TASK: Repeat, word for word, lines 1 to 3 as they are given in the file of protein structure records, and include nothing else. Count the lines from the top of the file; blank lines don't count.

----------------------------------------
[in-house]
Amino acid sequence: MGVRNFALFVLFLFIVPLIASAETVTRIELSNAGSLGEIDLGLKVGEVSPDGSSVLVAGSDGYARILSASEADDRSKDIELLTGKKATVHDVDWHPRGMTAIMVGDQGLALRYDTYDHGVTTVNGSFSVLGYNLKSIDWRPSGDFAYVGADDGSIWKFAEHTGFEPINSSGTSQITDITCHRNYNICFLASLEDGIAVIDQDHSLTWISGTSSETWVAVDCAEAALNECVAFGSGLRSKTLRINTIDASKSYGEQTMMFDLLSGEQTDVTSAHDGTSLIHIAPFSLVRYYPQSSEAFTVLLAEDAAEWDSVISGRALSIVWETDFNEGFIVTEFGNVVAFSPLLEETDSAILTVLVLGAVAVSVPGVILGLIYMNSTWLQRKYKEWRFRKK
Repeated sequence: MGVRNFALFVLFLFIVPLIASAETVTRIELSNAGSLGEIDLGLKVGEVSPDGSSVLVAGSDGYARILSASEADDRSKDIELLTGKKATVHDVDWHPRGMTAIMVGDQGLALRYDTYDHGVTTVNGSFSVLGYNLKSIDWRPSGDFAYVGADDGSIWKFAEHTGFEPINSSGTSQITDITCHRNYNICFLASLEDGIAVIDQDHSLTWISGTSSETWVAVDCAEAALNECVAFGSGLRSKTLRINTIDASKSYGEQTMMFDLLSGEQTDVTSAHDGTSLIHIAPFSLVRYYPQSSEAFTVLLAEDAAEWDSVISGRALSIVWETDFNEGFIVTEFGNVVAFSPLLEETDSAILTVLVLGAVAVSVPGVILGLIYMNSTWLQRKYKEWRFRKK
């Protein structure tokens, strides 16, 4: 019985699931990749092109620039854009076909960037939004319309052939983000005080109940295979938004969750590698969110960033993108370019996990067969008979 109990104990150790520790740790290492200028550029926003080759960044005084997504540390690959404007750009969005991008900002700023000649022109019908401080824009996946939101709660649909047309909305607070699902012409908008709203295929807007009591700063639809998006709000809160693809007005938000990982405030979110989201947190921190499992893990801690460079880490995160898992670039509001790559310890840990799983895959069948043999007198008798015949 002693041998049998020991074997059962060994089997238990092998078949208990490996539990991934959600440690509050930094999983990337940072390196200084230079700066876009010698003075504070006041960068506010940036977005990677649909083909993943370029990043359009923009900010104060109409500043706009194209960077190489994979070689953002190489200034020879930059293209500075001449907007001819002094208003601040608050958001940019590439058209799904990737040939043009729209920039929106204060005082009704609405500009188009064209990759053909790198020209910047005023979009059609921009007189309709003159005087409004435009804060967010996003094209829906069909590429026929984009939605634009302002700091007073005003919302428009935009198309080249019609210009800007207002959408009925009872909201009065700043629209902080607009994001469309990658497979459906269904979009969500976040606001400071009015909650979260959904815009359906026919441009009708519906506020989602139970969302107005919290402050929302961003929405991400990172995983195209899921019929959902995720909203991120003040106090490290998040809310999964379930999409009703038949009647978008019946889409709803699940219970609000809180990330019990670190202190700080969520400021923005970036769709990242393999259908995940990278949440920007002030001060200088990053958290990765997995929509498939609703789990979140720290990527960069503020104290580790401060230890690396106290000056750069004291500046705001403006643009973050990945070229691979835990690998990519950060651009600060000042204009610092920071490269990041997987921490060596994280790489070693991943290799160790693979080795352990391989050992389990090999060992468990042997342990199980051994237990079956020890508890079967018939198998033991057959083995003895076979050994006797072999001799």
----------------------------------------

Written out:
[in-house]
Amino acid sequence: MGVRNFALFVLFLFIVPLIASAETVTRIELSNAGSLGEIDLGLKVGEVSPDGSSVLVAGSDGYARILSASEADDRSKDIELLTGKKATVHDVDWHPRGMTAIMVGDQGLALRYDTYDHGVTTVNGSFSVLGYNLKSIDWRPSGDFAYVGADDGSIWKFAEHTGFEPINSSGTSQITDITCHRNYNICFLASLEDGIAVIDQDHSLTWISGTSSETWVAVDCAEAALNECVAFGSGLRSKTLRINTIDASKSYGEQTMMFDLLSGEQTDVTSAHDGTSLIHIAPFSLVRYYPQSSEAFTVLLAEDAAEWDSVISGRALSIVWETDFNEGFIVTEFGNVVAFSPLLEETDSAILTVLVLGAVAVSVPGVILGLIYMNSTWLQRKYKEWRFRKK
Repeated sequence: MGVRNFALFVLFLFIVPLIASAETVTRIELSNAGSLGEIDLGLKVGEVSPDGSSVLVAGSDGYARILSASEADDRSKDIELLTGKKATVHDVDWHPRGMTAIMVGDQGLALRYDTYDHGVTTVNGSFSVLGYNLKSIDWRPSGDFAYVGADDGSIWKFAEHTGFEPINSSGTSQITDITCHRNYNICFLASLEDGIAVIDQDHSLTWISGTSSETWVAVDCAEAALNECVAFGSGLRSKTLRINTIDASKSYGEQTMMFDLLSGEQTDVTSAHDGTSLIHIAPFSLVRYYPQSSEAFTVLLAEDAAEWDSVISGRALSIVWETDFNEGFIVTEFGNVVAFSPLLEETDSAILTVLVLGAVAVSVPGVILGLIYMNSTWLQRKYKEWRFRKK